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While there are many paths one can take to become an LPN/LVN, the steps typically include:

  1. Take prerequisite courses in biology, chemistry, human anatomy and/or mathematics.
  2. Apply to and enroll in a nursing education program at a community college or technical school.
  3. Pass the National Council Licensure Examination for Practical Nurses (NCLEX-PN).
  4. Obtain training and certification in Basic Life Support (BLS).
  5. Apply to LPN/LVN jobs at local healthcare facilities.
  6. Pass any necessary health screenings and/or background checks.
  7. Maintain practical nursing license and BLS certification, while obtaining work experience in order to potentially advance in the field.
  8. Investigate additional, optional certifications that allow for specialization within practical nursing.

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What LPN programs are available?

In order to practice professionally, LPNs and LVNs must complete a state-accredited educational program. Licensed practical nursing programs are typically available at community colleges, technical schools, vocational schools, and some state universities, though certain hospitals also offer them. According to the Bureau of Labor Statistics (, LPN/LVN candidates should attend a program that is accredited by their state’s board of nursing. Depending on the educational institution, candidates may earn a certificate, diploma, or associate degree.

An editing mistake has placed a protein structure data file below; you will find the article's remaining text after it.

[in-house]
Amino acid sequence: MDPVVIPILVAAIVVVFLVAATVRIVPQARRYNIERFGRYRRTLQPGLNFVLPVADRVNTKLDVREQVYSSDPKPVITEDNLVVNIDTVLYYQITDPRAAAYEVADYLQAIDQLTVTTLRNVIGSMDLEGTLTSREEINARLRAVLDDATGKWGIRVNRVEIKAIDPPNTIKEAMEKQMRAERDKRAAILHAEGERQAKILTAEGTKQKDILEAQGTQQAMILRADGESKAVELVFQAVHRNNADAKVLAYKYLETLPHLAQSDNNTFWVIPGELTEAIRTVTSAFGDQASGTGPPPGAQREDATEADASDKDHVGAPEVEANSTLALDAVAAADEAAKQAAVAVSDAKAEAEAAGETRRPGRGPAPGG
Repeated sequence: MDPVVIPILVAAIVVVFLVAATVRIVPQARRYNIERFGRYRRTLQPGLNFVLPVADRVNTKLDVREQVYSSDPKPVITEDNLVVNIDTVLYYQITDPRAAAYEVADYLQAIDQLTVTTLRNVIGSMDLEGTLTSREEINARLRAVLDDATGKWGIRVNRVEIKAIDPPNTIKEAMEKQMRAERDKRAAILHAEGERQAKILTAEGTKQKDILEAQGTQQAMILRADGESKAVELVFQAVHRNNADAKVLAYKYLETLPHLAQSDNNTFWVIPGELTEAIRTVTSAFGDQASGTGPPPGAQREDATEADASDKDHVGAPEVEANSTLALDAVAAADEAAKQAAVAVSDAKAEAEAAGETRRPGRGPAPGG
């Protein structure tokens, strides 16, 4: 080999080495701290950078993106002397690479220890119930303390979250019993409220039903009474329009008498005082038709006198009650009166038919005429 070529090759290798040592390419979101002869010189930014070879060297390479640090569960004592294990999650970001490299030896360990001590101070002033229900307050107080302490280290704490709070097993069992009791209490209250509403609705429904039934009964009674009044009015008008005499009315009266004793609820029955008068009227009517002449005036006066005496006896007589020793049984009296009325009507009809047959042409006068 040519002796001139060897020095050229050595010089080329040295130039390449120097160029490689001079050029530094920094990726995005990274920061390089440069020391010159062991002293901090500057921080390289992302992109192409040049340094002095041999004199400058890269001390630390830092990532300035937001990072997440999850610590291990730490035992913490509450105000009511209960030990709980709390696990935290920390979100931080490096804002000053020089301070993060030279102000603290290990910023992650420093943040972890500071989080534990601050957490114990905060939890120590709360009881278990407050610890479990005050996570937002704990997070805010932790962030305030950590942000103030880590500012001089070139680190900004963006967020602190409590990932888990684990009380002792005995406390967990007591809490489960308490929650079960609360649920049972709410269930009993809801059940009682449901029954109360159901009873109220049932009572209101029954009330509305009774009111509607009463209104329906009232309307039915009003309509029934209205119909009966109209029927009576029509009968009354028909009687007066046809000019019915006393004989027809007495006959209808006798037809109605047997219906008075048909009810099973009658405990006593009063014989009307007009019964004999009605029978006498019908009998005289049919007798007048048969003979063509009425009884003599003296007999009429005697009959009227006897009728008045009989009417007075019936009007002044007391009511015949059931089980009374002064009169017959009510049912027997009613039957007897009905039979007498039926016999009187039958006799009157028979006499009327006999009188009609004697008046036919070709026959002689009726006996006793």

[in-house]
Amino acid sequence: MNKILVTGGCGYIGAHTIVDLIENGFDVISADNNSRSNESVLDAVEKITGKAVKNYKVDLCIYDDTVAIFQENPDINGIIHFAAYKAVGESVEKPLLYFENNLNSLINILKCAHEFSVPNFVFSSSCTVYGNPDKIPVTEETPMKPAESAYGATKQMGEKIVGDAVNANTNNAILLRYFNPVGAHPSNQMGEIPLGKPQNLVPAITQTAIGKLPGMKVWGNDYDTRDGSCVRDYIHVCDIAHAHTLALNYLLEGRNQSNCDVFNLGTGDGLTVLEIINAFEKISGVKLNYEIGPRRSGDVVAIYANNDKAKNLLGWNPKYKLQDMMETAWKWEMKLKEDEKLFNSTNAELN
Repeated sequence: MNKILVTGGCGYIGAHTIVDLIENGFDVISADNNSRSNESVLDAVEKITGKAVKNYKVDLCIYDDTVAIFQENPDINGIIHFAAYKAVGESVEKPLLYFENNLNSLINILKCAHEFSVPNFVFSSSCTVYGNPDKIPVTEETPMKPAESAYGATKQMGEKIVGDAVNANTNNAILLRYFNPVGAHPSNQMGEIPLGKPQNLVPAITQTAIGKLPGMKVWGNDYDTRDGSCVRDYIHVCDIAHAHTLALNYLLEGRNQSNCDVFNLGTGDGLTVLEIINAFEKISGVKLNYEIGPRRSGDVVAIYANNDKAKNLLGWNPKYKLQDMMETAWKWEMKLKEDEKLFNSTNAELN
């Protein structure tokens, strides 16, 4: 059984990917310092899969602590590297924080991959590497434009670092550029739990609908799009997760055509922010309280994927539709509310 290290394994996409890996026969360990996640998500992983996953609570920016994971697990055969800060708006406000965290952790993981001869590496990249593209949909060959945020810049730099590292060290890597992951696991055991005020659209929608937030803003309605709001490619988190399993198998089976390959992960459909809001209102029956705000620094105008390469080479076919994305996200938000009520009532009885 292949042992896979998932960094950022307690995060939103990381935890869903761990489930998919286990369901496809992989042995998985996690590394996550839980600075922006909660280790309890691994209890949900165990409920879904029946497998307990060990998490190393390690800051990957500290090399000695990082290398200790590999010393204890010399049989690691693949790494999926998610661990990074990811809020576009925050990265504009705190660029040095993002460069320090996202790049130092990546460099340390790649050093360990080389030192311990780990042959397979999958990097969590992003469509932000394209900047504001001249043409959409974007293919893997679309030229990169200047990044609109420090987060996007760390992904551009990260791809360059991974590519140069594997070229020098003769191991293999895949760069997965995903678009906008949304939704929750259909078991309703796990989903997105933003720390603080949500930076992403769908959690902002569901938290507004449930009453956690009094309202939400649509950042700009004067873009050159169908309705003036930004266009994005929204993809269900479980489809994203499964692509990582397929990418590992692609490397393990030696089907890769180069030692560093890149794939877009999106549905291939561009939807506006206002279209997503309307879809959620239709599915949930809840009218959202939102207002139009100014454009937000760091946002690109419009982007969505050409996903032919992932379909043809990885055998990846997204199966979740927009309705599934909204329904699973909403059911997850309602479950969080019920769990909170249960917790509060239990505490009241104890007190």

Admissions requirements for nursing programs generally requires applicants to pass an aptitude test, pass certain physical health tests, and also obtain CPR certification. Practical nursing programs at certain community colleges may also require students to take prerequisite classes such as biology, chemistry, and psychology prior to admission.

LPN training programs combine conceptual material and principles of medical care with hands-on clinical experience. Examples of classes may include:

  • Human Anatomy and Physiology—the study of human body systems and their functions, including common disorders and diseases associated with each system. Includes the study of environmental factors in the development of certain diseases and disorders.